Last modified on 7 August 2008, at 22:57

Battle of Megiddo

The Battle of Megiddo in 1469 B.C. is the first recorded battle in history.

Egyptian Pharoah Thutmosis III led an army of about 10,000 men on a rapid march into central Palestine to quell an organized revolt of Palestine and Syria led by the Hyksos King of Kadesh. The rebellious chieftains assembled an army at Megiddo, sending outposts to hold the Megiddo Pass. But Thutmosis pushed through and scattered the defenders in an attack that he personally led in his chariot. In the valley beyond the rebel army was drawn up on the high ground near the fortress of Megiddo. Thutmosis' southern wing engaged the rebels in a holding attack while he led the northern part of his army and drove between the flank of the rebel army and the fortress. The rebel flank had been exposed and the Egyptians won an overwhelming victory.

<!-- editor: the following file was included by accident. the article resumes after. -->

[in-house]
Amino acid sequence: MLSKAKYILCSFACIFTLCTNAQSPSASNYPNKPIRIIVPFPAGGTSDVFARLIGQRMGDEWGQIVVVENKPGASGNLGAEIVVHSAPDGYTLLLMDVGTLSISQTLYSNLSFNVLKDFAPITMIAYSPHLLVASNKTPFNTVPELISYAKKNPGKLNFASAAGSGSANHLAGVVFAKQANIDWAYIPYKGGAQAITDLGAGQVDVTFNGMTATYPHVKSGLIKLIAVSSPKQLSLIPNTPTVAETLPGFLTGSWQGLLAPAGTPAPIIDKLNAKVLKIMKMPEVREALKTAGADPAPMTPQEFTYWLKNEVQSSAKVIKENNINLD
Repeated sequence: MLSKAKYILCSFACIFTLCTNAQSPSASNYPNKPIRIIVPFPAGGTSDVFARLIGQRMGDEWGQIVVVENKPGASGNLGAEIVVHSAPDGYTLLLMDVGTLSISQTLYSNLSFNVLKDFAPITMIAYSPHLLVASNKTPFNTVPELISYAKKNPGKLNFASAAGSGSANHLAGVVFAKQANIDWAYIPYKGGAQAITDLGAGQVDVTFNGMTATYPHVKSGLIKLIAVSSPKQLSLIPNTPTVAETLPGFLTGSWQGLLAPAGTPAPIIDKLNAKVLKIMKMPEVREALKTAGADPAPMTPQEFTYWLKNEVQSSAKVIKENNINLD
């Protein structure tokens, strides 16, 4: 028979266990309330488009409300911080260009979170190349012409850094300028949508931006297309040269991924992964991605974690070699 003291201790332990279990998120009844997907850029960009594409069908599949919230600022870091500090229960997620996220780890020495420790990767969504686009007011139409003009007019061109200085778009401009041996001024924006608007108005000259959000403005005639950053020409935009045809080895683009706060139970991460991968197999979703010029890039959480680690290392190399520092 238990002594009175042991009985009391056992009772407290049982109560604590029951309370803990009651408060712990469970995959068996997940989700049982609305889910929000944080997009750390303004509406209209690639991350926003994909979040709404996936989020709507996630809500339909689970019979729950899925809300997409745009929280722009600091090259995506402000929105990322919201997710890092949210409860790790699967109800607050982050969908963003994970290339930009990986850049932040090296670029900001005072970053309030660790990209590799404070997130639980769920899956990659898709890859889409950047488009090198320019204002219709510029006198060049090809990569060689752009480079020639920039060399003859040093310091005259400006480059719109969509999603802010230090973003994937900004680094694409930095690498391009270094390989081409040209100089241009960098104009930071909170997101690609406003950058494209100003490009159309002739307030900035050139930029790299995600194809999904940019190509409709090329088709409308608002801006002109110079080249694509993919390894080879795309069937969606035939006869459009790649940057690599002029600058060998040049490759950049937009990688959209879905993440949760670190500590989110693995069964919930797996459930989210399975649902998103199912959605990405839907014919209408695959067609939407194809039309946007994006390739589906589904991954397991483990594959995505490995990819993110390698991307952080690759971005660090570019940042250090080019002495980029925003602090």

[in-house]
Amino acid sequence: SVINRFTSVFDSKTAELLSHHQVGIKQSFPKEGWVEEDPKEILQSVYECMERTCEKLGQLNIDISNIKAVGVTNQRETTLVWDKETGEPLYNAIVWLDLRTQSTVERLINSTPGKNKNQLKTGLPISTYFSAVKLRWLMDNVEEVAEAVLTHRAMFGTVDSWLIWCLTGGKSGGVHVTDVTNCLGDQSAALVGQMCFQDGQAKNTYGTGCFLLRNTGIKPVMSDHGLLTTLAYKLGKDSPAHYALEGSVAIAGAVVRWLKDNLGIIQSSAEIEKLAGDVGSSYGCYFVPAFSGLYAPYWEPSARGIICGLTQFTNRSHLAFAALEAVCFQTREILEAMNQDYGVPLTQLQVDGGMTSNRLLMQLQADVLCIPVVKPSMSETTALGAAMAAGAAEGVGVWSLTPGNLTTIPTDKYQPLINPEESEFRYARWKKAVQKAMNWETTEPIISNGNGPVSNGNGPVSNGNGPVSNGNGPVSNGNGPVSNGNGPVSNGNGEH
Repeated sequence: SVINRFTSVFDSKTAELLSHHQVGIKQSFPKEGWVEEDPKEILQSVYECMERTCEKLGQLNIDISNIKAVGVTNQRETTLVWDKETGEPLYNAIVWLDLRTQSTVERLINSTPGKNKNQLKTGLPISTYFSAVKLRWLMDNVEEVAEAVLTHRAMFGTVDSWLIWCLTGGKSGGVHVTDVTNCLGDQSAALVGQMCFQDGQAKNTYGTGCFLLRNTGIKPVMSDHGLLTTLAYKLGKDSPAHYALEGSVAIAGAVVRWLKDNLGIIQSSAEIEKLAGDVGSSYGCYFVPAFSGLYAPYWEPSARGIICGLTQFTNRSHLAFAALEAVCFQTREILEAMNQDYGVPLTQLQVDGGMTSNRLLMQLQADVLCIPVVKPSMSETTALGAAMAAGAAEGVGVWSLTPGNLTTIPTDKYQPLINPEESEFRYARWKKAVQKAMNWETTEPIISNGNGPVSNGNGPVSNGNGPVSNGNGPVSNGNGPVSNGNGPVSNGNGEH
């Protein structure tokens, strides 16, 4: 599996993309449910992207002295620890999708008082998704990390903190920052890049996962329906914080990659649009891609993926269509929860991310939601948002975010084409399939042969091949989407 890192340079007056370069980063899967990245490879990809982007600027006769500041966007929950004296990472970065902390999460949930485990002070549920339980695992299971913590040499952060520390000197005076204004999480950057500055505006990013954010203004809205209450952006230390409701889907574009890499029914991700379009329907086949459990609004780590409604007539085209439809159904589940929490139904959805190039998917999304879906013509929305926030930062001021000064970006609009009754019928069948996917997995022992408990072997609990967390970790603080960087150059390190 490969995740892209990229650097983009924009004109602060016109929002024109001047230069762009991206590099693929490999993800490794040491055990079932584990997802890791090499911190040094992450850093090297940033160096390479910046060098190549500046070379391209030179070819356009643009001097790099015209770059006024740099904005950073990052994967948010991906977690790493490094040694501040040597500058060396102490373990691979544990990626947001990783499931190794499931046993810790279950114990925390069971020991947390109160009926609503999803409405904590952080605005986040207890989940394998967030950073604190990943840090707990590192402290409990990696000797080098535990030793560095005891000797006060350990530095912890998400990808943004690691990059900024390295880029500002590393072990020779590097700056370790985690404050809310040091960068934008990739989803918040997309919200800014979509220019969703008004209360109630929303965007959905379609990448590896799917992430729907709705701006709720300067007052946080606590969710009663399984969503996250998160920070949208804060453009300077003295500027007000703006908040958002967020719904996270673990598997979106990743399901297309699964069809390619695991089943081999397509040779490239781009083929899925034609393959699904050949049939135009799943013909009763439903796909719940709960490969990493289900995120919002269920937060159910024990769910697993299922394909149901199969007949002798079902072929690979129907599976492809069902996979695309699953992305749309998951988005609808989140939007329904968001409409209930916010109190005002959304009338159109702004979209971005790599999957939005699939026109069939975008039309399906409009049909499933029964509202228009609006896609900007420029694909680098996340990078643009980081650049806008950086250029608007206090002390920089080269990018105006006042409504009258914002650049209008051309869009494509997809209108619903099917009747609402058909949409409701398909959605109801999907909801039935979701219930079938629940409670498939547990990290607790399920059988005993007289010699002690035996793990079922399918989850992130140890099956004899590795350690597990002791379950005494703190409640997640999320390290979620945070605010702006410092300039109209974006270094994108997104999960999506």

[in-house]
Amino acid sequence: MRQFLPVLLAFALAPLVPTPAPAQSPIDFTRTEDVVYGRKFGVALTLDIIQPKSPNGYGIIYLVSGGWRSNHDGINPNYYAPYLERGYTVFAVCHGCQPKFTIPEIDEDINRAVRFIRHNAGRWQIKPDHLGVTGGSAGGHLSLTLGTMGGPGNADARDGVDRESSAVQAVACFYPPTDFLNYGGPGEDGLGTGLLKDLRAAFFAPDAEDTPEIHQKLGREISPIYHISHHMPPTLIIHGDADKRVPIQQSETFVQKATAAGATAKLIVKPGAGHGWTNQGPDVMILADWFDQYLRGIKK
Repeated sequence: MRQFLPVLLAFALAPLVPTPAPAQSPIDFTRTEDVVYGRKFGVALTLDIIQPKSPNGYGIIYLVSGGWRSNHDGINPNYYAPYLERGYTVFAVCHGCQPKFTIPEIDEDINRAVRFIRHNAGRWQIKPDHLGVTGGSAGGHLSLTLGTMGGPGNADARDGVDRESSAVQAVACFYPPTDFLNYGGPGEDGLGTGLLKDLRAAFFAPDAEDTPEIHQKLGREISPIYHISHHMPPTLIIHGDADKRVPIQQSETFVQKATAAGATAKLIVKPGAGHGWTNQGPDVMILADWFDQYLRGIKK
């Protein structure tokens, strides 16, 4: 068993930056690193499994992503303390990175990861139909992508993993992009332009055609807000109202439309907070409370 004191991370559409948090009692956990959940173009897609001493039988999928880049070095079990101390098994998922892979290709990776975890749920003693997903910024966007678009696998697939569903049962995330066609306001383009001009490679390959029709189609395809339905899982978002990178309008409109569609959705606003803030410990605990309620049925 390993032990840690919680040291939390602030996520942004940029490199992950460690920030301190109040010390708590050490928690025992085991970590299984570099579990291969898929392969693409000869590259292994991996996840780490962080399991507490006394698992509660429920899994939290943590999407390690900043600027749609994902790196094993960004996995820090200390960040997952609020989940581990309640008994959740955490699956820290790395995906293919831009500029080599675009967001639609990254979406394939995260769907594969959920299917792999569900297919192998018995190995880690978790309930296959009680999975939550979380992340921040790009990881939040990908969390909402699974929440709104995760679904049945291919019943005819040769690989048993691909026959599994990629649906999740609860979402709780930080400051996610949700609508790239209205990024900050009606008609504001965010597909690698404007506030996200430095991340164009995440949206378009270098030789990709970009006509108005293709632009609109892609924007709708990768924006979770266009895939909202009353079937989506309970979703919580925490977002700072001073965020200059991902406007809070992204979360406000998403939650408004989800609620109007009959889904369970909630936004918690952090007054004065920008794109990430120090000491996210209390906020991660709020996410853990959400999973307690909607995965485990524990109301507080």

Encyclopedia of Military History, Dupuy & Dupuy, 1979